As I prepare myself for this weekends World of Pinot Noir event, Santa Barbara’s annual wine tasting seminar and weekend-long seaside celebration, I am playing around with different variations of chocolate truffles to make for the VIP Lounge. Coming to the conclusion, all you really need is good quality dark chocolate, red wine, cream, and a bit of butter. That’s it! Melt it all together, let your ganache sit overnight, then roll into truffles and dust with cacao.
This may go without saying but it bears repeating: my thought when pairing wine with chocolate, is that the chocolate should be of the highest quality. Whether the chocolate is white, milk, or dark, its origins should be impeccable. As with food, the general rule when making these, the darker the chocolate, the darker the wine. So, reds are ideal for dark chocolate truffles. These decadent wine truffles are infused with red wine but don’t feel constrained. Go ahead and experiment with making milk or white chocolate truffles with white wines and champagne.
Dark Chocolate–Wine Truffles
makes at least 2 dozen truffles
8 ounces bittersweet chocolate, 70% or more
½ cup heavy cream
6 tablespoons unsalted butter, cut into small pieces
generous pinch of sea salt
½ cup red wine
Cacao or cocoa powder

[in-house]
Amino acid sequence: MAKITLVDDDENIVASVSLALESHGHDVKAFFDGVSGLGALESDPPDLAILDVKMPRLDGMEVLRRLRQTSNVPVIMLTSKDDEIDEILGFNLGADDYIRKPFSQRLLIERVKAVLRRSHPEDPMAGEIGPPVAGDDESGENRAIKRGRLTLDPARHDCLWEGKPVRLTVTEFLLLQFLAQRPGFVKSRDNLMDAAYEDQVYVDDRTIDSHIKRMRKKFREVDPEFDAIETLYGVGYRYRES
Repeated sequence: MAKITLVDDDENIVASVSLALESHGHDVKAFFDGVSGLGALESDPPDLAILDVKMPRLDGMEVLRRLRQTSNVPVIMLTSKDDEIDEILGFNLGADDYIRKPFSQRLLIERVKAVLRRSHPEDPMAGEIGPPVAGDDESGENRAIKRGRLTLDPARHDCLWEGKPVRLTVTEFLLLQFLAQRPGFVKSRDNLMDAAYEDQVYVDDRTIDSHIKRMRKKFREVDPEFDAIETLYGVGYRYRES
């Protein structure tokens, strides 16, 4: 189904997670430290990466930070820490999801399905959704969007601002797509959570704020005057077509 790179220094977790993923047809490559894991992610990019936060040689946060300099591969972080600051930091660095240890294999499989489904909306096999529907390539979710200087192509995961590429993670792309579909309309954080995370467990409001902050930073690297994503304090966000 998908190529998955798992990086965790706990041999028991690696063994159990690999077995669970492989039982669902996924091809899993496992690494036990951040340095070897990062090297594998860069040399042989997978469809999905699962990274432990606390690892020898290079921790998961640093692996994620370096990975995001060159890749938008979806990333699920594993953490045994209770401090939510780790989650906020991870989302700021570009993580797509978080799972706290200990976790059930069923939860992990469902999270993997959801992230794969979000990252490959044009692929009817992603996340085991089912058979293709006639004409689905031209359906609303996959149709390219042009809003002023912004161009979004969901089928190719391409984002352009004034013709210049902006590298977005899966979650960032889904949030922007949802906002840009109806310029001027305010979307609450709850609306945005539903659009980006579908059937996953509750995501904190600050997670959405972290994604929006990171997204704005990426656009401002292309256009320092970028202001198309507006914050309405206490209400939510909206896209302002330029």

Coarsely chop the chocolate and place into a medium-sized bowl.
Bring the cream to a simmer, add the butter and stir until melted.
Pour the warm cream over the chocolate and stir until the chocolate is melted.
Add a big pinch of salt and the red wine and stir until the wine is incorporated.
Pour into an 8×8-inch baking dish and refrigerate for at least 4 hours.
Scoop to form each truffle into even portions, coat your hands in cacao and gently roll the chocolate until it forms a uniform ball. Roll in cacao to coat. Keep the truffles refrigerated and take them out about 30 minutes before serving.
I suggest making these at least a day before eating, to allow the wine flavor to intensify.
Keep for up to a week, if they last that long!
General guidelines – Dark chocolate (60% to 75% cacao content) pairs well with more robust wines, such as Cabernet Sauvignon, Zinfandel, Pinot Noir, and Port. A Chianti can be lovely with chocolate around 65 percent cacao content, while sherry, a fruity Chardonnay, or a sparkling wine will enliven your white chocolate truffles as these wines will pick up on the buttery, fatty tones of the cocoa butter. Last but not least, milk chocolate marries well with a Merlot, Pinot Noir, Riesling, and sweeter dessert wines.